The learned Additional Sessions Judge accepted the prosecution version regarding the incident and rejected the defence as improbable. According to him, the plea of self- defence is not borne out from evidence, direct as well as circumstantial. The morning incident may have annoyed Rambir Singh, but so far as he is concerned, it had come to an end because if he wanted to do any harm to Bhanwarpal Singh, he had the opportunity to do so in the morning itself when the latter was alone. The greater possibility was that Bhanwarpal Singh felt insulted and annoyed and carried a desire for revenge. It is, therefore, possible that he and his companions, having come to know that Rambir Singh and others had gone to purchase medicine and would pass by that way on return, waited for them and when they passed by, the assault was launched. The story that after Bhanwarpal Singh was fatally injured, third persons, namely, villagers who had nothing to do with the dispute intervened causing the death of all the three persons is difficult to accept. Even if villagers were to intervene, they would intervene for the limited purpose of separating the feuding sides, not to kill members of one side; they would not show such animosity as to chase Rambir Singh and kill him. In any case, according to the learned Judge, there was absolutely no justification for chasing and killing Rambir Singh even if one were to assume that villagers had attacked Deopal Singh and Babu Singh. Lastly, he noticed that if there was any ring of truth in the defence version, it is difficult to appreciate why PW.1 Ganga Singh would allow the real culprits of his close relatives to escape while naming the assailants.

The High Court on the other hand refused to place reliance on the prosecution witnesses and found a ring of truth in the defence version for the two reasons, (i) blood was found in Gulu's `Madhiya' and (ii) two knives were lying near about the dead bodies of Deopal Singh and Babu Singh.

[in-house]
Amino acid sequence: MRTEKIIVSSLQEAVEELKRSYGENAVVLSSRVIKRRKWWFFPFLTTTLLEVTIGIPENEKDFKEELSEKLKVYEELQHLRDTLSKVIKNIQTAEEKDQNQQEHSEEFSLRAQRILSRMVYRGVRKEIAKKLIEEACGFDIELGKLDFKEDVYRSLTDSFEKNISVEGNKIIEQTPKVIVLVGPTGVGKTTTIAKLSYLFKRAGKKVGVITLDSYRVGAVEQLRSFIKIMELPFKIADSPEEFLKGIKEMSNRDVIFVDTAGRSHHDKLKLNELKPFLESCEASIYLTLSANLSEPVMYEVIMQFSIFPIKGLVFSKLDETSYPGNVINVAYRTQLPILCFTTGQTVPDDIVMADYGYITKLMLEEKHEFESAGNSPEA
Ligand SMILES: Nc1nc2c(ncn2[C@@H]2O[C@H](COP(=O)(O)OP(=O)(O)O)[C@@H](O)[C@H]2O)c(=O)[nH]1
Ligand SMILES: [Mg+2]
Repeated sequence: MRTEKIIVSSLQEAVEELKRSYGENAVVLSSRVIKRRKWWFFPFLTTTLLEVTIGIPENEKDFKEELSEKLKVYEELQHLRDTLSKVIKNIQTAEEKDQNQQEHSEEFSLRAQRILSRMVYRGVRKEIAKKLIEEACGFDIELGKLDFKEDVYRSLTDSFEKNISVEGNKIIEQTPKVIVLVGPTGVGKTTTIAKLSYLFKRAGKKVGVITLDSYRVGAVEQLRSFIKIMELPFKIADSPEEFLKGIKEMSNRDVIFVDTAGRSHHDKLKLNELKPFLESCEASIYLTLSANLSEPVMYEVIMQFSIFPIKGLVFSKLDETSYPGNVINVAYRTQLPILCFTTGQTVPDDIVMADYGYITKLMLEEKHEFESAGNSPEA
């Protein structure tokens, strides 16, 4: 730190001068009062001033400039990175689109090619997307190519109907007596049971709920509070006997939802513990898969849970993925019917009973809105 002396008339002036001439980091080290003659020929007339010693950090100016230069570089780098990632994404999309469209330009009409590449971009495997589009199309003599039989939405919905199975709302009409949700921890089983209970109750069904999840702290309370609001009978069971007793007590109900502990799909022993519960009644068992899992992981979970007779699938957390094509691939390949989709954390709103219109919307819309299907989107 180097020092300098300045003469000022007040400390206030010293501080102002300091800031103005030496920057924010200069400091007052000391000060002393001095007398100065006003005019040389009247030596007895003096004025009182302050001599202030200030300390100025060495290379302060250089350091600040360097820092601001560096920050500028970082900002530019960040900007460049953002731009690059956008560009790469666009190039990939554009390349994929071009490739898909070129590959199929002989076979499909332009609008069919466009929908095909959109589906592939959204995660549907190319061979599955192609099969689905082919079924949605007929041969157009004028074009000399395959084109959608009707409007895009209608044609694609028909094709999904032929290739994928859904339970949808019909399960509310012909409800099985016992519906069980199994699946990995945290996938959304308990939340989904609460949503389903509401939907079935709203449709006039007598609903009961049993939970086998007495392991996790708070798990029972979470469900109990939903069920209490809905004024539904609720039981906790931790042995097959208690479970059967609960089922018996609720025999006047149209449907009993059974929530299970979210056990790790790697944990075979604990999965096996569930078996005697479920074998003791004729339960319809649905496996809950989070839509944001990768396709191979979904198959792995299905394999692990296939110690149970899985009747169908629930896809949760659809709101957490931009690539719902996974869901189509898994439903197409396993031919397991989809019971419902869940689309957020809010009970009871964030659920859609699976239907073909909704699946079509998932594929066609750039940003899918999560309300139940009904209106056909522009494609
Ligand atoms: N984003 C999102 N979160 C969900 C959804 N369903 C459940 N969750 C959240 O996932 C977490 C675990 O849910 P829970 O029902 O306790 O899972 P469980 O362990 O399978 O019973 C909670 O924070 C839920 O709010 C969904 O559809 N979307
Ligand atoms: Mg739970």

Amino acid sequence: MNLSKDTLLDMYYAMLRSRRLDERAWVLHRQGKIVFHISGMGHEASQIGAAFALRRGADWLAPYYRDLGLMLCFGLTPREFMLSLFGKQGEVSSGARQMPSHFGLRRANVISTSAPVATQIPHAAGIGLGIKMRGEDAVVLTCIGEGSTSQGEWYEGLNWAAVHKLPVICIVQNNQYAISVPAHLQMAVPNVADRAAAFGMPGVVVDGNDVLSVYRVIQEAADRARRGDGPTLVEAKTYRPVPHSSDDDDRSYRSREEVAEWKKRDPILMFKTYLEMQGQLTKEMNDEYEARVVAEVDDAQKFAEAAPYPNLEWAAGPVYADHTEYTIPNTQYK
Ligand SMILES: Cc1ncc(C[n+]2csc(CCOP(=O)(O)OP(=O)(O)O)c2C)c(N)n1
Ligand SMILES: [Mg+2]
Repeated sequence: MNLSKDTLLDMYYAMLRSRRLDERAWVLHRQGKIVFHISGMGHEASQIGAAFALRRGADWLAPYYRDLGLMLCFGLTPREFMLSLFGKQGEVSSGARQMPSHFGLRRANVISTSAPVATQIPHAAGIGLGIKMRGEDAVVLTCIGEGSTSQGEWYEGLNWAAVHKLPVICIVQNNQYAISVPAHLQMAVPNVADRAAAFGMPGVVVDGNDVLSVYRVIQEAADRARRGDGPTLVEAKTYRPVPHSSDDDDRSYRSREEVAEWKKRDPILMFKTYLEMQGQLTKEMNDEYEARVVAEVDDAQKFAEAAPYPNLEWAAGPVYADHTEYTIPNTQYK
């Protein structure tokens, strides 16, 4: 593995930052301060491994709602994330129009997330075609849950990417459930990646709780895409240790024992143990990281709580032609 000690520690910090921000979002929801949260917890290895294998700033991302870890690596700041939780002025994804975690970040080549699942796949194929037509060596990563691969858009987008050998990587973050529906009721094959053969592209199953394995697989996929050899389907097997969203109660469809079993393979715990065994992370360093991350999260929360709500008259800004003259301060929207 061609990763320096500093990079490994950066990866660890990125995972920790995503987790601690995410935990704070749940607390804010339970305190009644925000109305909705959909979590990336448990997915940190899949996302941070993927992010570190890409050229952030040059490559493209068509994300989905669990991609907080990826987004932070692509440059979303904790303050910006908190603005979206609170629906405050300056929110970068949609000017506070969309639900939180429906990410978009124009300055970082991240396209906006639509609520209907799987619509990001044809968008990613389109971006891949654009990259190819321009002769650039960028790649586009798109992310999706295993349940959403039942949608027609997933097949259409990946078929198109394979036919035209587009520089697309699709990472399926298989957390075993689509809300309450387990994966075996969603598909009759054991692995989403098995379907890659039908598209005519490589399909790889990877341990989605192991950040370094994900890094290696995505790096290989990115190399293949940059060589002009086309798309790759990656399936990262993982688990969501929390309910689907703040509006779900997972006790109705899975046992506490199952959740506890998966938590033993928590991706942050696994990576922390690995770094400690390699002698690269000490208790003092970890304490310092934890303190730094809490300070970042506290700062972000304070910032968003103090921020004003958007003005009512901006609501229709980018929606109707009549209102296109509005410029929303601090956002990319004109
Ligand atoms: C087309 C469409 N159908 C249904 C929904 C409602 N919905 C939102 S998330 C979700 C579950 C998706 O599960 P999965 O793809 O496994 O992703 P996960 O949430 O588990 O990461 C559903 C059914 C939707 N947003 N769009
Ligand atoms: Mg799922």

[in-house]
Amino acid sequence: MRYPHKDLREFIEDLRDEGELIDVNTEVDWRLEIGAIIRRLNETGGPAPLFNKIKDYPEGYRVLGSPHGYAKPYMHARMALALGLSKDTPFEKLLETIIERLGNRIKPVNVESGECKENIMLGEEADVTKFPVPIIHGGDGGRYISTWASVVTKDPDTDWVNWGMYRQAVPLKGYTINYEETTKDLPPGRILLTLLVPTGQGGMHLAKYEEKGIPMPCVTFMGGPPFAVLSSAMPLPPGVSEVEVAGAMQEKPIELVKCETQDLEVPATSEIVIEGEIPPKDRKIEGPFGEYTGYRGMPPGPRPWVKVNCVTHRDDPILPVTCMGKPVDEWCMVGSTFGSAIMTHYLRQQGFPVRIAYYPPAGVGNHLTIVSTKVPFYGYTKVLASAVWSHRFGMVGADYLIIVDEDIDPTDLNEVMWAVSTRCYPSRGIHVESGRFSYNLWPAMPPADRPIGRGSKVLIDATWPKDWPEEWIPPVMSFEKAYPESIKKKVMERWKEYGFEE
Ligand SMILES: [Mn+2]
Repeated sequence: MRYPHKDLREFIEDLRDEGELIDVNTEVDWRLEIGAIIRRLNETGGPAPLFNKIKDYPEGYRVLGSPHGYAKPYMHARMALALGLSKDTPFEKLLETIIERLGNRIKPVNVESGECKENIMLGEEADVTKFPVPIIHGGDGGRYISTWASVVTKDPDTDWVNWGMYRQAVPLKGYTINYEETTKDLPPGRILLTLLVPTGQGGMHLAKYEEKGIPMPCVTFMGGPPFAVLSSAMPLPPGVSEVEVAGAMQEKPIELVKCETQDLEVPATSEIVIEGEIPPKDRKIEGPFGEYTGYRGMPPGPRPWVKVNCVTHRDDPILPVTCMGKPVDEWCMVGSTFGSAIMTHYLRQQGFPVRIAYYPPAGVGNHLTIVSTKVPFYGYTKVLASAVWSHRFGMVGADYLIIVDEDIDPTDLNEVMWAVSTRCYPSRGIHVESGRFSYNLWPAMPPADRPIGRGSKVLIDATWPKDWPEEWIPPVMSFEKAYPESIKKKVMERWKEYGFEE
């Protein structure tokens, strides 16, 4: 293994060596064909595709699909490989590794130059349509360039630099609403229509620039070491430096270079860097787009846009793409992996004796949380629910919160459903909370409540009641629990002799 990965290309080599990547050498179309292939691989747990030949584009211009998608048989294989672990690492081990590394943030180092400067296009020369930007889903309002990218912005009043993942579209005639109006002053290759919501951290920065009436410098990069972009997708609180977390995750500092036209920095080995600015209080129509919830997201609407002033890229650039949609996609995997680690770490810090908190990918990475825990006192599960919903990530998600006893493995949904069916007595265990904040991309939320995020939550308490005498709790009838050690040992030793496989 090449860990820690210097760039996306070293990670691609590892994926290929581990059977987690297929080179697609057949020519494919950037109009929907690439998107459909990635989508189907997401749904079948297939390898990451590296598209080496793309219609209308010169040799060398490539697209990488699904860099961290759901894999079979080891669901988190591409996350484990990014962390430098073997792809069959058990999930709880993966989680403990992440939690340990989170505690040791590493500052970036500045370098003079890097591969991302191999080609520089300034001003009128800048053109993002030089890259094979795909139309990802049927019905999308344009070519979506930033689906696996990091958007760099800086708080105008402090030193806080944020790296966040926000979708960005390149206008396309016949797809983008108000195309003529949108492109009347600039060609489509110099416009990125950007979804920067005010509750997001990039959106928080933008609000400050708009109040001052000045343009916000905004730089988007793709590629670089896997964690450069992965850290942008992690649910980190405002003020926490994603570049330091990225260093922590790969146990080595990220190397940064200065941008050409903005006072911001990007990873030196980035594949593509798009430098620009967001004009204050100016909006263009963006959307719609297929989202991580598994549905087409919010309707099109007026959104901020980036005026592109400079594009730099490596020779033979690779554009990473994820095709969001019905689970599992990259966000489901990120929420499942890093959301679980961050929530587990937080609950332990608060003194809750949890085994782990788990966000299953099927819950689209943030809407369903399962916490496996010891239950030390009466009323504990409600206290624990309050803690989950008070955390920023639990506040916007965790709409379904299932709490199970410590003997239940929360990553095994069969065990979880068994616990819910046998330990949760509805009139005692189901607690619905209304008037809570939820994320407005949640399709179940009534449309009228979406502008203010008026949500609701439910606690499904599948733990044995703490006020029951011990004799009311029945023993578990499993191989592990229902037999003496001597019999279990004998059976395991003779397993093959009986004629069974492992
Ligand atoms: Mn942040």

The High Court doubted the prosecution version that the assault was launched by the defence side and Deopal Singh and Babu Singh had used the knives which they were carrying in self-defence. In taking this view, it noted that if the prosecution version was correct, the two deceased would have had no opportunity to take out their knives from their waist as even that fraction of a movement would have been sufficient for the assailants to finish them. That is why it was inclined to think that the two deceased persons who happened to be the sons-in-law of the complainant must have launched the assault. It is only then that they would have been able to cause as many injuries as they did on the person of Bhanwarpal Singh. It also thought that the defence version that he was attacked by as many as 4 persons with knives was probable having regard to the number of stab injuries sustained by him. In this connection, reference has been made to the evidence of the defence witness Dr. S. C. Dubey. The other facet highlighted by the High Court is that if the prosecution version was correct, it is difficult to understand why only one person received knife injuries when the two sons-in-law of PW.1 were being attacked by as many as 7 persons with lathis and sticks. It is difficult to believe that only one person would receive the knife injuries and all others would go scot-free. On this line of reasoning the High Court came to the conclusion that the defence version was more probable and accepted the theory of self-defence propounded by the accused. The High Court, therefore, reversed the conviction and acquitted the accused.